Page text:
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We have been following – and commenting about − the unprecedented attacks on the FDA’s authority to approve drugs (and by extension all the products the agency regulates) in the Alliance for Hippocratic Medicine v. FDA litigation pretty much since the first bizarre district court rulings about a year ago in Alliance for Hippocratic Medicine v. FDA, 668 F. Supp.3d 507 (N.D. Tex. 2023), aff’d in part & vacated in part, 78 F.4th 210 (5th Cir. 2023), cert. granted in part and denied in part, 144 S. Ct. 537 (2023) (hereafter “AHM I” and AHM II”).Continue Reading A Couple of Thoughts about the Comstock Act

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We generally keep our distance from medical cannabis/marijuana.  We’re not one of those blogs.  But if legal holdings of interest to us happens to involve cannabis, we will comment.  Thus, we bring you Schmidt v. Schmidt, Kirifides & Rassias, PC, ___ A.3d ___, 2023 WL 7502499 (Pa. Commw. Nov. 14, 2023), holding that

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Sometimes there are decisions that we begin to read with an expectation—perhaps based on a thumbnail from Bexis—that we will have a strong impression.  Not surprisingly, the expected impression is usually negative.  This was the case with Apter v. HHS, No. 22-40802, 2023 U.S. App. LEXIS 23401 (5th Cir. Sept. 1, 2023), which concerned

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The federal government cannot compel pharmaceutical manufacturers to sell prescription drugs at a discount to unlimited numbers of pharmacies.  That is the takeaway from the Third Circuit’s recent opinion in Sanofi Aventis U.S. LLC v. United States Department of Health and Human Services, No. 21-3167, 2023 WL 1098017 (3d. Cir. Jan. 30, 2023) (to

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Today’s guest post is by Jim Fraser of Greenberg Traurig.  Jim is a long-time product liability defense lawyer, but who also worked as a litigation attorney in FDA’s Office of the Chief Counsel (“OCC”).  Utilizing his FDA perspective, he offers some useful suggestions on the regulatory aspects of defending drug or medical device product liability cases.  As always, our guest-posters are 100% responsible for what they wrote, deserving all of the credit and (any) of the blame.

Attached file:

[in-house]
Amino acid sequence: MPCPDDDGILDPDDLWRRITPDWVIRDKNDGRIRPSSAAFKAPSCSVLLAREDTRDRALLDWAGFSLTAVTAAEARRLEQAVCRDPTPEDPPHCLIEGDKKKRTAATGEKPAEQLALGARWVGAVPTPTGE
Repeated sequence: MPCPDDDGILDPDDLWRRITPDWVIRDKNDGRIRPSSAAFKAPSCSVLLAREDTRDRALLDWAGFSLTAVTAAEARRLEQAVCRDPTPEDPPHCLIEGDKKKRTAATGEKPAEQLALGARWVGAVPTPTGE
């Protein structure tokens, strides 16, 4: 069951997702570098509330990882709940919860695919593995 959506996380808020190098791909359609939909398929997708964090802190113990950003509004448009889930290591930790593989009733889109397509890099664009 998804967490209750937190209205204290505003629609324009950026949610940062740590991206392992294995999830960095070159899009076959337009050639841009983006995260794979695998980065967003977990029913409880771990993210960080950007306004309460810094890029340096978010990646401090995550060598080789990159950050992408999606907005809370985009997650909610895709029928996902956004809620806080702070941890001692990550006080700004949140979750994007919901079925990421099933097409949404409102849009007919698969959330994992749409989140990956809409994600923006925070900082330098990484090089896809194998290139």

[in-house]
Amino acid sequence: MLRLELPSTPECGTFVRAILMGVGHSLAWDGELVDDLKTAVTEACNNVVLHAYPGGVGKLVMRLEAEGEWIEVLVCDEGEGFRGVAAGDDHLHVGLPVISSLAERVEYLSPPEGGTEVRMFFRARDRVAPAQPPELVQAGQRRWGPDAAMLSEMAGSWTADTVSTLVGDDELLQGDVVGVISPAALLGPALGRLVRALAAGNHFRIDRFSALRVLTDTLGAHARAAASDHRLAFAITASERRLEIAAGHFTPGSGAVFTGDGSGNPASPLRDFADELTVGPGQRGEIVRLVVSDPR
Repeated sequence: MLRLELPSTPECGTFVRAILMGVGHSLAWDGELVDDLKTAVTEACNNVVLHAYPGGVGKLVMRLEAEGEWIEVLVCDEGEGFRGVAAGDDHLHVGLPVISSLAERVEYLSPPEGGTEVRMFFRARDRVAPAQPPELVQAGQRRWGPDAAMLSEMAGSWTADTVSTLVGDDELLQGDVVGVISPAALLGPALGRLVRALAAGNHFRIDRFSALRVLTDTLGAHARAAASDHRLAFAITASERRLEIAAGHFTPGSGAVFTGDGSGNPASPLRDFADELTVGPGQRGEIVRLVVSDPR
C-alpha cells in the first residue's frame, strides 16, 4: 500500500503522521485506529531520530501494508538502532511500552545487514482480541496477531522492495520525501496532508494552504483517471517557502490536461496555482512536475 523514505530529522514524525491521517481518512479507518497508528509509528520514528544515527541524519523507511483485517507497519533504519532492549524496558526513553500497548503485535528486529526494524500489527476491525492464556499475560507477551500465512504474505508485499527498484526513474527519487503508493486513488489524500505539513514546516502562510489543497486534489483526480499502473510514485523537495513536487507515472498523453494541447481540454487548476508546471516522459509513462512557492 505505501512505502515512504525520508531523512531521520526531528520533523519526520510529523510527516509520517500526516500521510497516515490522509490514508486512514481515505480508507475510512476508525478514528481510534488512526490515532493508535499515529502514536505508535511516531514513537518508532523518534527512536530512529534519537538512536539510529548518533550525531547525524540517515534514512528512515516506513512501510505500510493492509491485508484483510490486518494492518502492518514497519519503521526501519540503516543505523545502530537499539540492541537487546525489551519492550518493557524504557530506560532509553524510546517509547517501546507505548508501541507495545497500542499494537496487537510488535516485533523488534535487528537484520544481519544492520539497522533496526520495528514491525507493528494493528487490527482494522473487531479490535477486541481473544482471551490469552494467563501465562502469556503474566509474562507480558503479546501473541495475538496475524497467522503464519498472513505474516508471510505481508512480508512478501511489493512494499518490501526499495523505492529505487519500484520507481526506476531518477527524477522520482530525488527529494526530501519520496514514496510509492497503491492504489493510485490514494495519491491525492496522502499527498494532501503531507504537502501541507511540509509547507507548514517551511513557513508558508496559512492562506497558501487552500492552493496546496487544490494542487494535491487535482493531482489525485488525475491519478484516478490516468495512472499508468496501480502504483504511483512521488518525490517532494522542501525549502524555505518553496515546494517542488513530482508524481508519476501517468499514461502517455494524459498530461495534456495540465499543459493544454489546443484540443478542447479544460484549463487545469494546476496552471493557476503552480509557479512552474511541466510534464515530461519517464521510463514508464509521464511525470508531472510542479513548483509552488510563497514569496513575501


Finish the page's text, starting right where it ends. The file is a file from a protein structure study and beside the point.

Lawyers defending drug and medical device companies in product liability litigation routinely deal with FDA-related issues.  For example, they present expert witnesses to testify that their clients complied with the applicable regulatory requirements, they move to exclude purportedly “bad” FDA documents (e.g., FDA Form 483s and Warning Letters), and they file summary judgment motions arguing that the FDCA or FDA regulations preempt plaintiffs’ claims.Continue Reading Guest Post – What a Product Liability Defense Lawyer Learned While Working for FDA.

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Today’s guest post is from Reed Smith‘s Micah Brown. He discusses a recent appellate decision that we think is counterproductive, in that it interprets the federal Anti-Kickback statute to preclude drug manufacturers from alleviating the high expense of breakthrough drugs that treat relatively rare medical conditions. As always our guest bloggers deserve 100% of the credit (and any blame) for what they have to say.


Illustrating the principle that hard cases make bad law, a panel of the Second Circuit in July unanimously upheld a Department of Health and Human Services Office of Inspector General (“OIG”) advisory opinion that a drug manufacturer’s plan to offer significant cost-sharing support for Medicare beneficiaries who use a life-saving, but expensive, drug was unlawful.  The Second Circuit agreed with the OIG that the manufacturer’s proposal could constitute prohibited remuneration under the Federal Anti-Kickback Statute, 42 U.S.C. § 1320a-7b (“AKS”).  Pfizer, Inc. v. United States HHS, 42 F.4th 67 (2d Cir. 2022).  The manufacturer sought to cover Medicare patients’ Part D cost-sharing obligations for the drug – which were estimated at approximately $13,000 per year – but the OIG said “no thanks,” and the Second Circuit has affirmed that outcome.Continue Reading Guest Post – Second Circuit Rejects Manufacturer’s Plan to Share Cost of Expensive Drug with Medicare Part D Beneficiaries

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An interesting issue recently arose (but was not resolved) in In re: Proton-Pump Inhibitor Products Liability Litigation, 2022 WL 2188038 (D.N.J. June 17, 2022) (“PPI”).  The ability of an FDA expert witness to testify was challenged under 18 U.S.C. §207, a federal conflict of interest statute.  We have never seen that statute invoked in connection with an ex-FDA witness before, and apparently neither has anyone else, since the opinion observes that “the fact pattern presented here is something of an unprecedented issue.”  Id. at *4 (citation and quotation marks omitted).  So we thought we’d alert our readers.Continue Reading Regulatory Witnesses – Something Else To Watch